By Jim Schutze
By Rachel Watts
By Lauren Drewes Daniels
By Anna Merlan
By Lee Escobedo
Just a few feet from his hot dog cart, "Uncle Vinny" takes a man's neck into the bend of his arm and twists him to the ground. Uncle Vinny is breathing heavily, and his teeth are clenched. The man kicks at the ground and taps at the arm tightening around his neck.
"You're taking me. You're taking me, man," he wheezes hoarsely, but Vincent Navarro, who prefers to be called Uncle Vinny, doesn't let go.
It looks like the guy might croak, right here, in downtown Dallas on an early spring evening at the corner of Main and Ervay streets, except for the man's girlfriend. She had appeared moments earlier looking distraught and needing a cell phone. Navarro lent her his, and then her angry boyfriend showed up, jealous of whomever she might be talking to. He grabbed the phone and threw it to the ground, but as he took another step toward the woman, Navarro grabbed him.
Love—or whatever is going on between the couple—is a fickle thing, though, and as soon as Navarro seizes the boyfriend in the chokehold, the woman starts pounding on Navarro and screaming for him to lay off.
Navarro frees the man, and he takes a step toward his girlfriend, so Navarro shoves him and the two head off in different directions.
Navarro walks stiffly back to his cart, his ribs hurting.
That's it. All over. Just another day in business downtown.
Then the waiter from Porta di Roma, an Italian restaurant on the corner, pushes open the door, stands on the eatery's stoop and lights a Marlboro. He asks Navarro what just happened.
"I asked him to stop several times. I was just holding the man, that's all," Navarro says, keeping his back to the waiter, reluctant to talk.
Navarro's just stepped away from one fight and doesn't need another. There's already plenty of bad blood between him and the restaurant. Porta di Roma's owner, understandably unhappy with having a food cart plunked right outside his restaurant's door, has threatened to forcibly remove Navarro and has sicced the city bureaucracy on him. Treating the restaurant's customers to the sight of a wrestling match outside the restaurant's windows isn't likely to help matters.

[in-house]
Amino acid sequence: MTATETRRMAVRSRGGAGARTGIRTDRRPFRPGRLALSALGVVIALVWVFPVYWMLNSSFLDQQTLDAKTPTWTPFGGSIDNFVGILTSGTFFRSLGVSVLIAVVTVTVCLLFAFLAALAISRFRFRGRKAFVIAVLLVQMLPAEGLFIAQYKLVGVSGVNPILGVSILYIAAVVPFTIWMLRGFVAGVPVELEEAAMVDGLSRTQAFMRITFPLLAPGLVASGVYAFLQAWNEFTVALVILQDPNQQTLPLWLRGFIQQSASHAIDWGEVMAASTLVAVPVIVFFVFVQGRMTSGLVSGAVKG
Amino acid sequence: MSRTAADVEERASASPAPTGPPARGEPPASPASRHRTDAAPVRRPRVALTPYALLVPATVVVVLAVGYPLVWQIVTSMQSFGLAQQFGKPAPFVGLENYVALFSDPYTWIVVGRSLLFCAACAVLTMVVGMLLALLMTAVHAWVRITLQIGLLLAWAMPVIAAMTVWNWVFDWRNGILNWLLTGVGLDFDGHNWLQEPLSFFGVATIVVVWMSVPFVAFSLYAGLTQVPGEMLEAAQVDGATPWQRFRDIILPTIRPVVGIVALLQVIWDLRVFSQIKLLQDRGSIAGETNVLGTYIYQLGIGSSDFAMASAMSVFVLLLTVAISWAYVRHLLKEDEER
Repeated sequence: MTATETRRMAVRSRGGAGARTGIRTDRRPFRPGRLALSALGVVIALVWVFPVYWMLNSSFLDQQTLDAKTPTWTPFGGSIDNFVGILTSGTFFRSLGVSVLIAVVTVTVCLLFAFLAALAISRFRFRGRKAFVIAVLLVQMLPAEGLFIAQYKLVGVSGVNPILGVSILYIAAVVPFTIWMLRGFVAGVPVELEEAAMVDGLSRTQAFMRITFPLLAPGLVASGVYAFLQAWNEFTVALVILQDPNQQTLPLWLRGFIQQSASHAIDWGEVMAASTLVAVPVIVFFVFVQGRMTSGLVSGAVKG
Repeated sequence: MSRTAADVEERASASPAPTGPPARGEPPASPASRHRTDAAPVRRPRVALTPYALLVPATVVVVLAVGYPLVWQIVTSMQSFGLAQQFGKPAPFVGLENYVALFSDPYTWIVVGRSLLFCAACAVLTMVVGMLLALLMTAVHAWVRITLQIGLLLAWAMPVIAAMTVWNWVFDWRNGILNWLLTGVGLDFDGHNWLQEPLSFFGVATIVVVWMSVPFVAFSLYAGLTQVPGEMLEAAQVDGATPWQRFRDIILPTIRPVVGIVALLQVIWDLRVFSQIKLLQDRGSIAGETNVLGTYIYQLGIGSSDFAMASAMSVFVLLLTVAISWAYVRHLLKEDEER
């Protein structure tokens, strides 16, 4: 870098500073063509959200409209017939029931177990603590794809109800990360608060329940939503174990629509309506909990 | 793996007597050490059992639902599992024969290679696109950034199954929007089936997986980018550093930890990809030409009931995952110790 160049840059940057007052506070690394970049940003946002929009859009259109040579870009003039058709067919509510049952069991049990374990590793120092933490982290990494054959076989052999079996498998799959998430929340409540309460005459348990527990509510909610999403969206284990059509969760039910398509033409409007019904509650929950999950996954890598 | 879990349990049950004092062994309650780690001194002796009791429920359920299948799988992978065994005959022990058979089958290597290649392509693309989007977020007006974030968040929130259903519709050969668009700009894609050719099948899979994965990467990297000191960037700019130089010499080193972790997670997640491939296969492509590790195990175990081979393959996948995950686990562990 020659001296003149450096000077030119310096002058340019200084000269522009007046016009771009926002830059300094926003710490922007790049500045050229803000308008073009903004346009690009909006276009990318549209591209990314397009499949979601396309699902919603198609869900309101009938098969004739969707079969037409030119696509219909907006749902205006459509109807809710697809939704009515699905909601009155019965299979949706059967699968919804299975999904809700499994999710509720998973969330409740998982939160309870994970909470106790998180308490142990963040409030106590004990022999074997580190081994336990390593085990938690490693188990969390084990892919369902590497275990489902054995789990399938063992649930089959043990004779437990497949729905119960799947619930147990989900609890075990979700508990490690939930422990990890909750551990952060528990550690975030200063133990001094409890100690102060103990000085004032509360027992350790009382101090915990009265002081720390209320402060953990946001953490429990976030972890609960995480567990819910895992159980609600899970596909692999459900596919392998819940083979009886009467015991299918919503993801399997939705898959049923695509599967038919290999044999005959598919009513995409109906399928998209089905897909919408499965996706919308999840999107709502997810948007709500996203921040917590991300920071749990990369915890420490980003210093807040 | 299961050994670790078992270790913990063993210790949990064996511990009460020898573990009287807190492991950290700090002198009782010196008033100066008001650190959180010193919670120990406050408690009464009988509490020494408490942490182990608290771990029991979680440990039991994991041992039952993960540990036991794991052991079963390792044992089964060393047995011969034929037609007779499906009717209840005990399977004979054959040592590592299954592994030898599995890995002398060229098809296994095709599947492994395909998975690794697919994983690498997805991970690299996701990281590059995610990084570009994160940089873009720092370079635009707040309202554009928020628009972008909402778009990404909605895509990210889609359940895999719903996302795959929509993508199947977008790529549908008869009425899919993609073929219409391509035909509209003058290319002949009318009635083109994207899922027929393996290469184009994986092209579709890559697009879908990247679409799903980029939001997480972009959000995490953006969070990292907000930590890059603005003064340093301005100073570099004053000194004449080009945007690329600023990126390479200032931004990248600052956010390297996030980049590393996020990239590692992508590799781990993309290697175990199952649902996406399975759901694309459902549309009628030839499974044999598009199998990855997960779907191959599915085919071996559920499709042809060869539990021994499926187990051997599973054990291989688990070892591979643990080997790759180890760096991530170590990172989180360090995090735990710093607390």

Navarro can't wrap his head around what the restaurant's problem is. He's just trying to make a living, trying to sell his $3 hot dogs. The office workers in the Comerica Bank tower have no problem with that, peering down to the street level from their high offices to see if Navarro's arrived so they can grab some lunch. Downtown's ever-growing numbers of new residents want him to stick around later at night because he brings a new element of street life.
Unfortunately, he also draws an unwelcomed element of Dallas' downtown milieu. Not all of Navarro's customers are office workers. His stand sits like a rest stop on the path that the down-and-out trek daily, from The Bridge, Dallas' new homeless center, to the central business district. Panhandlers hustling for change on the streets might go for a cheap dog, but they're not going to be sitting down to a plate of Porta di Roma's ziti. They're the reason the Downtown Improvement District, supported by the urban pioneers trying to bring retail and dining back to the center of the city, hires a safety patrol that hikes and bikes the streets, hustling away the homeless. It looks like one convenience store close to where Navarro sets up may soon be forced out of business because the store sells almost exclusively to the homeless, who go there to buy cheap food and drink.
The friction between Navarro and Porta di Roma and between a small shop catering to the homeless and its neighbors are facets of the growing pains afflicting downtown streets as city leaders grasp for ways to breathe life back into Dallas' moribund heart. Dallas dreams of a vibrant city center, where residents, shops and restaurants mingle. But this is not a report on what city officials envision. This is a look at downtown from the street-level. Restaurants are still struggling. Homelessness is still an issue. People still perceive the area as dead, although that perception is beginning to change. Navarro is the first street vendor on Main Street for as long as anybody can remember. He's a tangible sign that life in downtown exists.
But is Navarro the sort of street life Dallas can get behind? Consider Victory Park, for example: a high-end, antiseptic, faux Times Square developed with city support on downtown's northern fringe that in recent months has seen a slew of tony retailers high-tailing away for want of customers. How does Dallas reach that just-right stage and cook up a porridge of city life that includes guys like Navarro, restaurants like Porta di Roma, and a mix of retailers and residents not averse to rubbing elbows with the homeless, perhaps the only demographic group that didn't abandon downtown over the past few decades?
That Navarro is having trouble getting along with his neighbor doesn't surprise developer Larry Hamilton. He came to Dallas 12 years ago to invest in downtown and wait for the trend sweeping other cities—the return to the urban lifestyle—to hit Dallas. Hamilton's a history buff who knows that in the '40s, '50s and '60s downtown Dallas was a happening place, before everybody fled to the suburbs.